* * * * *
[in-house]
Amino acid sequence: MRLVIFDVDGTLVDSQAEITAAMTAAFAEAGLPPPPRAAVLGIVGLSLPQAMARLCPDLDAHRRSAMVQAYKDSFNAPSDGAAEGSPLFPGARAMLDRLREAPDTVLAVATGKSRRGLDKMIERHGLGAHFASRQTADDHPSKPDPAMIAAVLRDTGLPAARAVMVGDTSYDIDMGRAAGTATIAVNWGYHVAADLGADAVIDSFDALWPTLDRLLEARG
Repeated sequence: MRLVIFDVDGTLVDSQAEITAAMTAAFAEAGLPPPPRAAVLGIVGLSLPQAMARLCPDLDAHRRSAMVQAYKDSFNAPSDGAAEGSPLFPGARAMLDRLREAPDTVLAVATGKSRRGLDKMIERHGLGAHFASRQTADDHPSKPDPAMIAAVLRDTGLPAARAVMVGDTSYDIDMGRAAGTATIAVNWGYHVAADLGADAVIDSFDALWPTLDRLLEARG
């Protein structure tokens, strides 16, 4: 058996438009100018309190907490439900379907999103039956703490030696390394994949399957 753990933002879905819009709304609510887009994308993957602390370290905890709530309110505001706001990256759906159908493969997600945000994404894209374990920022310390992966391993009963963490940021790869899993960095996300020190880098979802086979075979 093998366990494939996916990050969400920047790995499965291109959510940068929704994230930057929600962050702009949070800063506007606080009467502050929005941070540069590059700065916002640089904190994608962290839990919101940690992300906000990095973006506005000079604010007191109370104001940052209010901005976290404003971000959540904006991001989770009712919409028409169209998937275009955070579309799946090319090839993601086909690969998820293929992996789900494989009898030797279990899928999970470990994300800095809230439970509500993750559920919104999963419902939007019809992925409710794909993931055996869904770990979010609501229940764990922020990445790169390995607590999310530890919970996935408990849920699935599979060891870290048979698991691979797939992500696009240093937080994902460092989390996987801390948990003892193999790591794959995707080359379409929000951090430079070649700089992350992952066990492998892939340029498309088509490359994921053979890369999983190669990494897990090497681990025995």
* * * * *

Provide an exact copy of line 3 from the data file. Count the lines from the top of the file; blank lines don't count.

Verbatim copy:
Repeated sequence: MRLVIFDVDGTLVDSQAEITAAMTAAFAEAGLPPPPRAAVLGIVGLSLPQAMARLCPDLDAHRRSAMVQAYKDSFNAPSDGAAEGSPLFPGARAMLDRLREAPDTVLAVATGKSRRGLDKMIERHGLGAHFASRQTADDHPSKPDPAMIAAVLRDTGLPAARAVMVGDTSYDIDMGRAAGTATIAVNWGYHVAADLGADAVIDSFDALWPTLDRLLEARG